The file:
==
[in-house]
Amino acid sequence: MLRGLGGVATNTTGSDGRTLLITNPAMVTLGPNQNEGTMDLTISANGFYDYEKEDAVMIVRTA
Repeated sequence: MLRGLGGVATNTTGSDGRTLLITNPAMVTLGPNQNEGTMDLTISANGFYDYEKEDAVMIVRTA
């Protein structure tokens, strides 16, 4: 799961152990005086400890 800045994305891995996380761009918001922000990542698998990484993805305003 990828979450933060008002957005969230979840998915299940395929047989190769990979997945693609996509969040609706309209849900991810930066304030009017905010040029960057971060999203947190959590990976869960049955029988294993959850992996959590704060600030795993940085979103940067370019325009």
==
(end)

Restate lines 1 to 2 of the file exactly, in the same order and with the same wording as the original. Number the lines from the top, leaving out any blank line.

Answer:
[in-house]
Amino acid sequence: MLRGLGGVATNTTGSDGRTLLITNPAMVTLGPNQNEGTMDLTISANGFYDYEKEDAVMIVRTA